UK companies will have to disclose the gender pay gap. It is not enough

Research by the Global Institute for Women’s Leadership and the Fawcett Society at King’s College London concludes that the UK’s imperative Gender Pay Gap Reporting, which went into effect in 2017, “has no teeth” and is less effective than other global reporting systems, which require a commitment to change.

Researchers analyzed pay gap reporting systems in six countries – the UK, Australia, France, Spain, Sweden and South Africa – and ranked the UK and Australian systems joint last for lack of effectiveness.

They assessed each country’s gender pay gap reporting policies by scoring them against 11 indicators, including accountability, transparency and enforcement.

The UK was jointly ranked last because the government does not mandate that employers take action to address any reported pay gaps, while Australia was jointly ranked bottom because The report’s authors said Thursday that the company’s data is anonymized once it is submitted, risking a lack of accountability.

Spain and France were in first and second place respectively because laws in those countries meant companies could face “heavy penalties” for failing to address gender inequality. South Africa was third and Sweden fourth.

The report praises the high compliance of gender pay gap reporting in the UK, but calls on the government to is needed Asked employers to take “remedial measures” to close the gender pay gap, rather than just “monitoring” the figures. Without the need for action, the system “has no teeth,” the authors said.

What needs to be done?

The report urges the government to make it a legal obligation for companies to publish gap-reducing “action plans” and to fine those who do not report gender pay gap data.

It also states that the gender pay gap reporting limit should be reduced from 250 employees to 50 companies to capture more workplaces.

Rosie Campbell, director of the Global Institute for Women’s Leadership at King’s College London, told CNN Business that the UK gender pay gap was in danger of getting worse.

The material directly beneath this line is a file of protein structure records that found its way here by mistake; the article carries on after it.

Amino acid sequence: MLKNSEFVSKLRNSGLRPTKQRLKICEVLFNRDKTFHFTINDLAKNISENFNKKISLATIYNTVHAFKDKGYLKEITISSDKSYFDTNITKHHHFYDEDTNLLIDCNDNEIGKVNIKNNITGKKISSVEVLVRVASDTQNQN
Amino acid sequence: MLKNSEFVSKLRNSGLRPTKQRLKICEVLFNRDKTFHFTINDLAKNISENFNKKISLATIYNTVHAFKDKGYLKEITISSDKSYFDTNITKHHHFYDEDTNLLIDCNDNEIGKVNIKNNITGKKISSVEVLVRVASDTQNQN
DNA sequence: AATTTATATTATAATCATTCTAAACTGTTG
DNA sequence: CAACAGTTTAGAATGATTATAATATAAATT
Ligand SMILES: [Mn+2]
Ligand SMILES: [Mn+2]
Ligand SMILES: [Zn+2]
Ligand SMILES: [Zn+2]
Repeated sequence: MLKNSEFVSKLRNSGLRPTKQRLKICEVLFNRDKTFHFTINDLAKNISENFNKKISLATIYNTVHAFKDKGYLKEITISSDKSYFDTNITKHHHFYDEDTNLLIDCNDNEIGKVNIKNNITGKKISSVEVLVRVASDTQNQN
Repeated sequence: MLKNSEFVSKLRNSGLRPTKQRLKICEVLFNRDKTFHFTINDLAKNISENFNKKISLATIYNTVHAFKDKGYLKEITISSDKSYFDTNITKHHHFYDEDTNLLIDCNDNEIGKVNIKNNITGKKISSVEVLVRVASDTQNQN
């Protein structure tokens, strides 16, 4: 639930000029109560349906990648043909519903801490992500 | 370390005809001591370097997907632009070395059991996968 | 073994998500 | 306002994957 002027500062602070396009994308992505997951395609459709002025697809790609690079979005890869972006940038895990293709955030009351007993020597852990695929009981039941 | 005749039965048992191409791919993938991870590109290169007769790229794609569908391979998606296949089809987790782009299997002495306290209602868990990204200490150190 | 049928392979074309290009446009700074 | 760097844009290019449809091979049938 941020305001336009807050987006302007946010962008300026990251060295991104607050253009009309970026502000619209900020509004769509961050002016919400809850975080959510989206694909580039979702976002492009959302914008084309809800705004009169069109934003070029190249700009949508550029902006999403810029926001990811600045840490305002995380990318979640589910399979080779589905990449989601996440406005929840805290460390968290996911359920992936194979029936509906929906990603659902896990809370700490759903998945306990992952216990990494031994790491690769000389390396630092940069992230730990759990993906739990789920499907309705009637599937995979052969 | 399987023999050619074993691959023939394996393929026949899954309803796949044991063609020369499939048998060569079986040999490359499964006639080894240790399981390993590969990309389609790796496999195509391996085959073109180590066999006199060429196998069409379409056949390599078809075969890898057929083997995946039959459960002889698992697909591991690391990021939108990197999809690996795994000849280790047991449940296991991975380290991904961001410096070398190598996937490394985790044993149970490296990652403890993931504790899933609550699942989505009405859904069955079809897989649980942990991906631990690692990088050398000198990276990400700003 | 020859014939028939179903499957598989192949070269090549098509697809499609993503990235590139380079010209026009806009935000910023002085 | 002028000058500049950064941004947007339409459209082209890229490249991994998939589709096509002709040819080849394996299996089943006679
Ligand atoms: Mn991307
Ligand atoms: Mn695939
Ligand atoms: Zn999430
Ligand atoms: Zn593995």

“You can put your gender pay gap in there, and nothing happens,” Campbell said. “While many others [reporting] systems around the world [ask for] They are doing things to help eliminate the gender pay gap around parental leave.”

How the coronavirus widens the gender pay gap

According to the UK Government Equality Office, between 2017/18 and 2018/19, the gender pay gap as reported by UK employers narrowed by almost half. However, by that measure, half either remained the same or widened, the report authors warned.

Official figures also indicate that men continue to be paid more.

national statistics office (ONS) estimates that in 2020 – the latest data available – the gender pay gap in the UK was 15.5%, down slightly from 17.4% in 2019.

Fawcett Society’s interim chief executive Felicia Willow said in a statement that more action was needed.

“Gender equality is good for business, good for our economy, and good for employees. Unfortunately, this report clearly shows how far the UK lags behind comparable countries in bridging its gender pay gap. Reporting without action is not enough.”

The Government Equality Office said in a statement to CNN Business: “The gender pay gap reporting rules have helped motivate employers and focus on improving equality in the workplace. There has been a lot of positive work by employers since the plan was launched. and ONS data show the gender pay gap is at a record low.”


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